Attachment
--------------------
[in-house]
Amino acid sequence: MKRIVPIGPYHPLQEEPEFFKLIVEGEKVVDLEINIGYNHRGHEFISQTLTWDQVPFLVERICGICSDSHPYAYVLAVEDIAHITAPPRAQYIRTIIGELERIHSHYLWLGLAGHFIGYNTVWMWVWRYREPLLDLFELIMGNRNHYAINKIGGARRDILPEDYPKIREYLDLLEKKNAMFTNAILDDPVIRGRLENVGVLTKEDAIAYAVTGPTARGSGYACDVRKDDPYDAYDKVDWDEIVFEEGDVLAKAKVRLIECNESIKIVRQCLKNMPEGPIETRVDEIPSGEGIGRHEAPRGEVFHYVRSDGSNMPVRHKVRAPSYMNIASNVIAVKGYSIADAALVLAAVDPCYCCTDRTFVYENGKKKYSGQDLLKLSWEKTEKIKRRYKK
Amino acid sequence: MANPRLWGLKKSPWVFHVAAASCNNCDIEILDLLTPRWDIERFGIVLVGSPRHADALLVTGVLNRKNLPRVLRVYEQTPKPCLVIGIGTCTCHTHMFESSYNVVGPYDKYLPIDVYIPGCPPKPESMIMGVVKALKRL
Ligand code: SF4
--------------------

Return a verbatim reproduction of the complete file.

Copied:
[in-house]
Amino acid sequence: MKRIVPIGPYHPLQEEPEFFKLIVEGEKVVDLEINIGYNHRGHEFISQTLTWDQVPFLVERICGICSDSHPYAYVLAVEDIAHITAPPRAQYIRTIIGELERIHSHYLWLGLAGHFIGYNTVWMWVWRYREPLLDLFELIMGNRNHYAINKIGGARRDILPEDYPKIREYLDLLEKKNAMFTNAILDDPVIRGRLENVGVLTKEDAIAYAVTGPTARGSGYACDVRKDDPYDAYDKVDWDEIVFEEGDVLAKAKVRLIECNESIKIVRQCLKNMPEGPIETRVDEIPSGEGIGRHEAPRGEVFHYVRSDGSNMPVRHKVRAPSYMNIASNVIAVKGYSIADAALVLAAVDPCYCCTDRTFVYENGKKKYSGQDLLKLSWEKTEKIKRRYKK
Amino acid sequence: MANPRLWGLKKSPWVFHVAAASCNNCDIEILDLLTPRWDIERFGIVLVGSPRHADALLVTGVLNRKNLPRVLRVYEQTPKPCLVIGIGTCTCHTHMFESSYNVVGPYDKYLPIDVYIPGCPPKPESMIMGVVKALKRL
Ligand code: SF4